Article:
The Richard Winters Leadership Monument was dedicated in Normandy on June 6th, 2012. We were honored to have the event hosted by Governor Tom Ridge, former Secretary of Homeland Security of the United States, and Major General James McConville, commanding general of the 101st Airborne Association. We worked closely with the French in Normandy who had a special relationship with Major Winters after World War II. The 12-foot-high statue is located just outside of the village of Sainte-Marie-du-Mont, on the main road (the D913) to Utah Beach. He was the perfect choice for this leadership monument based on the location it is in.
ACG: There are some people, including some on our ACG forums, who feel Richard "Dick" Winters is being exploited or that he and the "Band of Brothers" get too much attention. How would you respond to those opinions?
TG: We left it up to Major Winters prior to his passing in 2011 if he wanted the leadership monument to proceed, and he said yes. We also made is very clear that while the statue was a likeness of Richard D. Winters and utilized a quote from him about men who respond to the call from their nation to serve, the monument itself was focused on leadership on D-Day.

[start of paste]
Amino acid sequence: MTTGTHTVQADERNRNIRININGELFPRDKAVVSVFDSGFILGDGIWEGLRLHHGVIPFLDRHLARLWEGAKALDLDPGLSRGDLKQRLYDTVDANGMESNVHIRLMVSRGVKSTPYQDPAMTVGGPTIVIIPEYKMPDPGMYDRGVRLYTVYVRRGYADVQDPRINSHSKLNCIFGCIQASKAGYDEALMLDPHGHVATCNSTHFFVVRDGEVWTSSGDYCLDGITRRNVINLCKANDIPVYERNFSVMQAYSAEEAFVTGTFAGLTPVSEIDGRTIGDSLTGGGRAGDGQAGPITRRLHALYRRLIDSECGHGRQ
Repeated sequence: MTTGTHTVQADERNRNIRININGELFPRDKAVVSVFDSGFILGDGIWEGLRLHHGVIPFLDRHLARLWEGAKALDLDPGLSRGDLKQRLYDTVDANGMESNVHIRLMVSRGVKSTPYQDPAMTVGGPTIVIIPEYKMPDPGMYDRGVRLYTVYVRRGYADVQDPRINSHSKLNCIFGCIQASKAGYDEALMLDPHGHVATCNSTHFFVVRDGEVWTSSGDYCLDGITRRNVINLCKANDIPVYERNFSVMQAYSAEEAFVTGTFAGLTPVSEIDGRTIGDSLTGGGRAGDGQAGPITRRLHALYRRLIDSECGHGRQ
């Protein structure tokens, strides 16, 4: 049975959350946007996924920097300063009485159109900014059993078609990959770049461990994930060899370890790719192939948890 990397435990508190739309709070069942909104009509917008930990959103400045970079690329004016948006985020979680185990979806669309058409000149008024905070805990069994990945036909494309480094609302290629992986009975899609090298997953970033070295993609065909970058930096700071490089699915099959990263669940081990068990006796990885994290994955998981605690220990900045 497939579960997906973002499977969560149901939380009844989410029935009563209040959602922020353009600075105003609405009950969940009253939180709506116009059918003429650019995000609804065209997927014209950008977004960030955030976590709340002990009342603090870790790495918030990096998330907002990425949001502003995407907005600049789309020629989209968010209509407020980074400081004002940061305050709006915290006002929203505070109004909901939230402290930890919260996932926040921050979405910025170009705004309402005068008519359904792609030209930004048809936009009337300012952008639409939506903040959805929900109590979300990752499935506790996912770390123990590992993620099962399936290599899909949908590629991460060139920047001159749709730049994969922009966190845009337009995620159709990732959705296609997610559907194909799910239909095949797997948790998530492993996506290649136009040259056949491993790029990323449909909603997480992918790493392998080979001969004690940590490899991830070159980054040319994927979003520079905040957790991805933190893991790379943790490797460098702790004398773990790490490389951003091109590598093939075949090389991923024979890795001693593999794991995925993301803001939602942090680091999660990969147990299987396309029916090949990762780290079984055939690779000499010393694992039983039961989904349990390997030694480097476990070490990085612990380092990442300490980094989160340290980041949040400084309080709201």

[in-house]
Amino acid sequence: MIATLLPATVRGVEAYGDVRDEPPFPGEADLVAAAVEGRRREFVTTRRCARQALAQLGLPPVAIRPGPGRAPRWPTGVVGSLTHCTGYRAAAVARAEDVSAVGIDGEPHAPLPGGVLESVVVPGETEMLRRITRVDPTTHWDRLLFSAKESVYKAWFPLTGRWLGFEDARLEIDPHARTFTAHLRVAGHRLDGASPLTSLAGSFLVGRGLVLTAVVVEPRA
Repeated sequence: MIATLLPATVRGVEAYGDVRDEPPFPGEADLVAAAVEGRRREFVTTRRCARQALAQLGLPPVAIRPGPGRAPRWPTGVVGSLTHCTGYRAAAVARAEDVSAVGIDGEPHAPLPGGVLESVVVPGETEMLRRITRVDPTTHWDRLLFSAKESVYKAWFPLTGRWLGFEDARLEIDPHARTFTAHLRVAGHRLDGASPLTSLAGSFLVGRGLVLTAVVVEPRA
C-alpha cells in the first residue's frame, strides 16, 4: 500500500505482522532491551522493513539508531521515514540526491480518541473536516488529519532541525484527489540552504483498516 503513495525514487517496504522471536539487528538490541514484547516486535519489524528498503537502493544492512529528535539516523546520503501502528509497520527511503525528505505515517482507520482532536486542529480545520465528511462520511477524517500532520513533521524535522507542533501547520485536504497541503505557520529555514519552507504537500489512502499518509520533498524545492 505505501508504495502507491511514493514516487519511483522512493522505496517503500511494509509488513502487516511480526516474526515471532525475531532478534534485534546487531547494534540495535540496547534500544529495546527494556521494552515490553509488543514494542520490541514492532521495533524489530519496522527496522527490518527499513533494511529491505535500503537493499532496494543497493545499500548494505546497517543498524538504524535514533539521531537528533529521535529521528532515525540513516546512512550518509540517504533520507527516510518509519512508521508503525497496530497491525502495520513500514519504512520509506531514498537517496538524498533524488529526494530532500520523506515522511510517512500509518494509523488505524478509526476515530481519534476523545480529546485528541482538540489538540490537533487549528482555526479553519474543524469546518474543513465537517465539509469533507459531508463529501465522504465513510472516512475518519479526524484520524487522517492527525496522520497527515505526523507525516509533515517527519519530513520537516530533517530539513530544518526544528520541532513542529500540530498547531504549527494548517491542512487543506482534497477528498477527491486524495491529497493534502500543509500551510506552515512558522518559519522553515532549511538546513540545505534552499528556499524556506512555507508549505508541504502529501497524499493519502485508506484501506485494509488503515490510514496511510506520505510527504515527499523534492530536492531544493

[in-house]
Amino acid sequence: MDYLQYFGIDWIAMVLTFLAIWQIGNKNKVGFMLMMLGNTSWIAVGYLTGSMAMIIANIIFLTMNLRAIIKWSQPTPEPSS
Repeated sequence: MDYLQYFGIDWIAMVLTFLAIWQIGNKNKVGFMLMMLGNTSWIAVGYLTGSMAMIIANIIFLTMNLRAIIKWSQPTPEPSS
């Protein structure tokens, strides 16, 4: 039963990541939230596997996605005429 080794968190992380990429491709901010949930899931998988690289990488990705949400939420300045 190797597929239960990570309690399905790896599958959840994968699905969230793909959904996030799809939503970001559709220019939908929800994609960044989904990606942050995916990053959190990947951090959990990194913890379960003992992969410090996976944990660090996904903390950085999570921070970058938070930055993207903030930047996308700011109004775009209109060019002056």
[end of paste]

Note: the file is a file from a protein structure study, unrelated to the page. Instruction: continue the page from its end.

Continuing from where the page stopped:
All the American Army divisions and corps that took part on June 6, 1944, are recognized prominently on the monument. That’s the only way Dick Winters would have given his ok to this, if everyone was recognized. He was a very humble man. Books, movies and television shows that share stories of men like Dick Winters, Audie Murphy, George Patton, Jim Gavin, John Basilone, Eugene Sledge, Robert Leckie and Pappy Boyington keep the World War II conversation moving forward. We all need heroes.